A recent white paper from Parity presents some conclusions from a survey undertaken by Bournemouth University. Web 2.0 – More than Social Networking looks at current levels of Web 2.0 adoption and understanding across UK industry, and reveals that almost half of UK senior managers do not understand the business benefits associated with embracing Web 2.0 technologies; almost a third of IT managers admit a lack of Web 2.0 understanding.
The white paper’s descriptions of Web 2.0 office tools could almost have been written about the Software-as-a-Service (SaaS)-based construction collaboration technologies now increasingly deployed on major design and construction projects:
“… file sharing features such as document history, comments, discussion and alerts, as well as advanced search, are standard.
“The inclusion of configurable approval workflow processes supports the information management process cycle, taking information from its raw state through authoring, amending and publishing – roles undertaken effectively by multiple individuals within a secure, audited and tracked environment.
“… standard security practices still apply and technology exists to impose control, limit information views to authorised personnel, protect document libraries and provide a full audit trail. …”
Sadly, I think some of the findings regarding less-than-enlightened reasons for adopting the technology also apply to the construction industry (think about how many construction businesses have been slow, if at all, to embrace ‘partnering’, integrated teams or collaborative working, despite the efforts of organisations such as Constructing Excellence to show that such strategies deliver better performance across a whole range of key performance indicators, KPIs):
“… the primary business reasons for the technology’s adoption are content and document management (44%), followed by search (27.8%). … the majority of organisations are simply buying what they perceive to be the latest document management and search technologies, rather than adopting an entirely new way of working that can transform business practices.”
The white paper goes on to point out that the biggest benefits achieved from Web 2.0 relate to the way workers interact with each other:
“Over half of respondents cited working together more efficiently (55.6%) and uniting workers across different locations (52.9%), whilst 50% rated more openness in the organisation.”
But such intangible measures on their own were insufficient for organisations to justify investments in Web 2.0:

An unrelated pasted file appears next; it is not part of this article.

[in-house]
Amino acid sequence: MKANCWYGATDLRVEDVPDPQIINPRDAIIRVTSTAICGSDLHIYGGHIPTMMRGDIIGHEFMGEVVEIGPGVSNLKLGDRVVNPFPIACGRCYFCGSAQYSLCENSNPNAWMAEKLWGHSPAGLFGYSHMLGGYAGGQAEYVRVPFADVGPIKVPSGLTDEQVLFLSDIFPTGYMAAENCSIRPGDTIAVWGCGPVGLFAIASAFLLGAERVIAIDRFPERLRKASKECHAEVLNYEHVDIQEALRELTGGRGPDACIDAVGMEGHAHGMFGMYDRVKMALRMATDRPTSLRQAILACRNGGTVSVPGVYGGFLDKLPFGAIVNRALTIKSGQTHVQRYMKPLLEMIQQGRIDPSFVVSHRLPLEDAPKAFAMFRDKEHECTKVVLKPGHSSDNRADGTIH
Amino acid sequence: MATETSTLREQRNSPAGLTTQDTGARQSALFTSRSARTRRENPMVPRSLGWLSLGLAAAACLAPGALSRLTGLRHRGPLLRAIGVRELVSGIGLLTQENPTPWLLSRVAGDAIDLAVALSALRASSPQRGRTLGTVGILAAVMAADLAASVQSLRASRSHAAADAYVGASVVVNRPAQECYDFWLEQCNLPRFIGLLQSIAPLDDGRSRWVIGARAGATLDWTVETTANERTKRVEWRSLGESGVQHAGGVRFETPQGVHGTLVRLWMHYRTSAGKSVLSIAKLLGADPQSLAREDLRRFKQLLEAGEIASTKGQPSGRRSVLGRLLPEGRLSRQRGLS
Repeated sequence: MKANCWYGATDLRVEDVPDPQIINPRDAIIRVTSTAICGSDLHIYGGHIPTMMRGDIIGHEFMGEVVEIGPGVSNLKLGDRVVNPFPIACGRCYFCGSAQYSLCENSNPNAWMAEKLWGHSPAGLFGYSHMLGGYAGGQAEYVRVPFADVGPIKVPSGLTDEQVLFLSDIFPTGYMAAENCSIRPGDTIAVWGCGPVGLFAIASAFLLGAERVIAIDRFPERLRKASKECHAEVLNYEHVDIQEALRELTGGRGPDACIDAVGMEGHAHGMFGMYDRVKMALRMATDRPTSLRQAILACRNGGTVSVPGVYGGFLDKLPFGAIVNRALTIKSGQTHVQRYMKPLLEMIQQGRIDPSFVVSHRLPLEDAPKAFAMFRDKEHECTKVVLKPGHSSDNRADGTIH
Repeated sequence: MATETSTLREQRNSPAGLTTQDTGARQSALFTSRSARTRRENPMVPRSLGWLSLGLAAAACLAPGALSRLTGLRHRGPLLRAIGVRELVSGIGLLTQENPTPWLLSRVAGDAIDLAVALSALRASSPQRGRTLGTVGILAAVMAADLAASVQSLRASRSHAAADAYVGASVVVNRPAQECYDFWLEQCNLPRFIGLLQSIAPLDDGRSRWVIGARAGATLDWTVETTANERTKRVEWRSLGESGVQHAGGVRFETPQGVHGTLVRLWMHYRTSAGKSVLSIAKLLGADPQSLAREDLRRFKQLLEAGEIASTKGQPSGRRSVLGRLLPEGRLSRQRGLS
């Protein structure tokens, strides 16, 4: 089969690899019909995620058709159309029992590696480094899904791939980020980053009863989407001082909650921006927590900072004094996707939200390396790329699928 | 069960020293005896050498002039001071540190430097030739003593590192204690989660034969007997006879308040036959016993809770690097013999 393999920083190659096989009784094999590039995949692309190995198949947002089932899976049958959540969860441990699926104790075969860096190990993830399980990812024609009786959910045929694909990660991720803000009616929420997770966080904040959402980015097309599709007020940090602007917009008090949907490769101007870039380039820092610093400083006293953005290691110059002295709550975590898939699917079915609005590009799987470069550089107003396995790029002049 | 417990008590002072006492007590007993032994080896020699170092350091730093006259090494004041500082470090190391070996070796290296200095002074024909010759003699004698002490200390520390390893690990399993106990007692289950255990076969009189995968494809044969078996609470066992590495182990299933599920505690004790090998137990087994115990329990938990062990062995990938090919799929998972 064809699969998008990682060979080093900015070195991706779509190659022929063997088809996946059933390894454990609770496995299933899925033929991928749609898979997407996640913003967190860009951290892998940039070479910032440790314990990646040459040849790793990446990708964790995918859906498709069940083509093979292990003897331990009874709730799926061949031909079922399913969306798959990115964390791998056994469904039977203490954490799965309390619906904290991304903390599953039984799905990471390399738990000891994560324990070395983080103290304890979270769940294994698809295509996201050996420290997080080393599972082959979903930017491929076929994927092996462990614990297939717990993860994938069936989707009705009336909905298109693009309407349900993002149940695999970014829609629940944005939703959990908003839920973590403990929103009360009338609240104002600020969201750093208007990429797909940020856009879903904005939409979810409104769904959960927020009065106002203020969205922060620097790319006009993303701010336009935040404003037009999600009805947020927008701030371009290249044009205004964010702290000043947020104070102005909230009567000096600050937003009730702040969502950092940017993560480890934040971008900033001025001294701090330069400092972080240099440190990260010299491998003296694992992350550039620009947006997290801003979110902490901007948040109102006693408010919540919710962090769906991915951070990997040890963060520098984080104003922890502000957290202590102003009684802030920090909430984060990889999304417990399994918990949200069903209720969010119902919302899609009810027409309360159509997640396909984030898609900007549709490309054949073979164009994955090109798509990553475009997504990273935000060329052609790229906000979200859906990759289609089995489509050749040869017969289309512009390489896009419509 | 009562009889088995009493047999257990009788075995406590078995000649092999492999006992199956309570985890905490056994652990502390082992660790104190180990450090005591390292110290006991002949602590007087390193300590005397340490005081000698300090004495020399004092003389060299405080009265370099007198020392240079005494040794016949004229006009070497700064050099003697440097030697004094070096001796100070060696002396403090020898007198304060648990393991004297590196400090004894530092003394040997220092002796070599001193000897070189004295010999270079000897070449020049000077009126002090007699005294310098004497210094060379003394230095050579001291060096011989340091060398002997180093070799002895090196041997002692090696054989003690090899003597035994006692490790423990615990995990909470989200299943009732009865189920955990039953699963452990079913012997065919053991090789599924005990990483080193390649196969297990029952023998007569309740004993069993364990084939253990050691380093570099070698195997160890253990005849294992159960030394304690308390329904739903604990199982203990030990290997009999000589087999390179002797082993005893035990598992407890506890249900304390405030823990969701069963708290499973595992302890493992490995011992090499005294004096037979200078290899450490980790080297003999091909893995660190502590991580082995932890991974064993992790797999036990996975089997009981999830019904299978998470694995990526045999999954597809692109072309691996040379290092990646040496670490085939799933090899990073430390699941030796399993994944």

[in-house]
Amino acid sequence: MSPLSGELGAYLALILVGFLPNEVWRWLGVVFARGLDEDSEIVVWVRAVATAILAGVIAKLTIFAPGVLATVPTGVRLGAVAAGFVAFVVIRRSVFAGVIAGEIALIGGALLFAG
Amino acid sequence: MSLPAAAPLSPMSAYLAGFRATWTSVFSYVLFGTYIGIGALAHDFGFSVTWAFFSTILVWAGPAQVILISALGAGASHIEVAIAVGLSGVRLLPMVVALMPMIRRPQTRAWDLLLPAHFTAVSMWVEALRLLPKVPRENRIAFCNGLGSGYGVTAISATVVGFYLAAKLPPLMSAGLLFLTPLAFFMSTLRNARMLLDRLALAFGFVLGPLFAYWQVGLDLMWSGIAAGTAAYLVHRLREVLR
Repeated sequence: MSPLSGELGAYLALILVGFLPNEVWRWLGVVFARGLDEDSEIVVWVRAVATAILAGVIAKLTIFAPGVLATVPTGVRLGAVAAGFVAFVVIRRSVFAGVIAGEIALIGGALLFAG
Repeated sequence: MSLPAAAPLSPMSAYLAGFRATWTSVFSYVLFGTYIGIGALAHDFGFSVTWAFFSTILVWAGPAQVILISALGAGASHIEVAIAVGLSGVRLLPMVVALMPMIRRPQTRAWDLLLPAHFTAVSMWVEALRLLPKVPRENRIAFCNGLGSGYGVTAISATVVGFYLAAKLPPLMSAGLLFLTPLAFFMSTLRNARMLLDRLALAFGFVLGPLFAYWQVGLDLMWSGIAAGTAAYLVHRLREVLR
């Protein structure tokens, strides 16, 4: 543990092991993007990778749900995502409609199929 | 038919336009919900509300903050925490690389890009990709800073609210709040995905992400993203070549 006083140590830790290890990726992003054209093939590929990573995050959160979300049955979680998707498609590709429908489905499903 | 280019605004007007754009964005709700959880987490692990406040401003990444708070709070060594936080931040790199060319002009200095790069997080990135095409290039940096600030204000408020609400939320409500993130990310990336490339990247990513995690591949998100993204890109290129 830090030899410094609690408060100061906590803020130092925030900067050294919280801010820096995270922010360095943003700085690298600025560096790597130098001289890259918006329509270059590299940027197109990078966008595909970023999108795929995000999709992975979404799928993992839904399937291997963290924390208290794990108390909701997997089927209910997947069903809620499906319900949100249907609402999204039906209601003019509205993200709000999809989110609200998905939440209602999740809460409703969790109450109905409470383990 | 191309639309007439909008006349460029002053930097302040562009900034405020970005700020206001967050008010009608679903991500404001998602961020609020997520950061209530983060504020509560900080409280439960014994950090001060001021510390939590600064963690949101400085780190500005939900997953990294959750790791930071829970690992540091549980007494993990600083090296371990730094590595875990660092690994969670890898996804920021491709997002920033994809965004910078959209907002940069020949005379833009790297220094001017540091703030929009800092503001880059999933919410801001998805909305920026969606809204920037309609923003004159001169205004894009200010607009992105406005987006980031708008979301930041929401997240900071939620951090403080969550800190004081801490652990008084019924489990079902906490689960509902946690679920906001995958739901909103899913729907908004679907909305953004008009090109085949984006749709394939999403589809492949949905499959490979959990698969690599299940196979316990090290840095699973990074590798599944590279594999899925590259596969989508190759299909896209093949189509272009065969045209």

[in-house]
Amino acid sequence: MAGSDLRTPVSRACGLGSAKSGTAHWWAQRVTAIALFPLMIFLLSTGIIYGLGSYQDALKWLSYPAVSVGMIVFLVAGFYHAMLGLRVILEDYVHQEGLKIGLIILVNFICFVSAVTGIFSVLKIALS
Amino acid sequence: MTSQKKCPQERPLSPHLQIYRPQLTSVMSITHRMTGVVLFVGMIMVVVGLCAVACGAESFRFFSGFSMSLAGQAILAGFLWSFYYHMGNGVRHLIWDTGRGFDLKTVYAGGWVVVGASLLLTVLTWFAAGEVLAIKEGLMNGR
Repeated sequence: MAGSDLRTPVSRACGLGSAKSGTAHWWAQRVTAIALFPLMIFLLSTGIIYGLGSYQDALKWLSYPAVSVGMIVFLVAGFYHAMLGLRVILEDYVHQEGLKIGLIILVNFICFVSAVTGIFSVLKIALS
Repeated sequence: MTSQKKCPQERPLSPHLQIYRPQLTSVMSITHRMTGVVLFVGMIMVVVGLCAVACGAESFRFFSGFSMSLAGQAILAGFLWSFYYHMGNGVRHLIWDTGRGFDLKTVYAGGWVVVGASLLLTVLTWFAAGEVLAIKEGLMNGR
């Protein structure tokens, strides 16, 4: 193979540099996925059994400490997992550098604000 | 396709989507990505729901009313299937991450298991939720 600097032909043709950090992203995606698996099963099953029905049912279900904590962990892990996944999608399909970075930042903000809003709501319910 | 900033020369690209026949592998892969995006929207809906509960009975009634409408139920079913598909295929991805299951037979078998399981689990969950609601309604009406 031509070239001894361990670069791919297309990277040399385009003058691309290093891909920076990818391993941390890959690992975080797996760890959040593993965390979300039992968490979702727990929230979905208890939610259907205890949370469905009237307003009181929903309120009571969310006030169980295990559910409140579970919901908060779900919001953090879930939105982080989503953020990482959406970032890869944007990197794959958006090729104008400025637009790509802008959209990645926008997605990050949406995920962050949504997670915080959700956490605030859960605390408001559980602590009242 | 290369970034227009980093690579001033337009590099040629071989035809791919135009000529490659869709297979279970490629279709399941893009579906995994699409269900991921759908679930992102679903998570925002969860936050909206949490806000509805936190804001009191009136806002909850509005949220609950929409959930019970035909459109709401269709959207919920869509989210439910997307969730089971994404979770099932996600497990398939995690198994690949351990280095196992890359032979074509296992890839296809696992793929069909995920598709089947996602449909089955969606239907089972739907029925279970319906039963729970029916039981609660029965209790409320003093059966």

“Organisations are simply not prepared to buy in to the concept of an open, collaborative working environment, either through misunderstanding or disbelief in the potential benefits.” [Sounds just like many construction project teams to me!]
Delivering Web 2.0 into the construction industry
I have been a Web 2.0 enthusiast for some years, and have sought to apply the tools in my day job working at BIW Technologies (by writing blogs, using RSS feeds, collaborating on Wikis, contributing to discussion forums or social networks, etc), and – as mentioned above – it is easy to identify some Web 2.0-type features in our SaaS-based construction-oriented services – not least because the industry has always been reliant upon secure sharing of information among fragmented, geographically-dispersed team members (file-sharing? – the starting point for today’s collaboration platforms; discussion forums? think about the dialogues built up through online commenting tools; RSS feeds? – think automatic alerts generated when files are published for a user’s attention or when a user needs to respond to a process request).
However, there isn’t (yet) a deeper embrace of Web 2.0 concepts across the construction sector, partly for the reasons identified by Parity/Bournemouth University’s research (ie: adherence to hierarchical structures – as opposed to more fluid ‘adhocracy‘ environments; perceived irrelevance; and security concerns). With little or no demand from customers, this has meant the technology vendors have not been pushed to incorporate more explicit Web 2.0 features into their services. Instead:
“The vision of adhocracy is being delivered by default; as organisations increasingly embrace flexible and distributed working practices and cooperation with partner organisations, the desire and opportunity for fast, effective yet secure collaborative working is growing. People are no longer working in isolation; huge structured and unstructured information resources are dispersed across the business and must be harnessed to deliver corporate value via secure sharing and collaboration.”
Maybe, as the Parity authors suggest, the IT vendors have got to change their approach, messaging and attitude. The “product based ‘collaboration suite’ message is not hitting the mark”, they say, with the result that “Web 2.0 looks set to remain a consumer-only tool – at a significant cost to business.”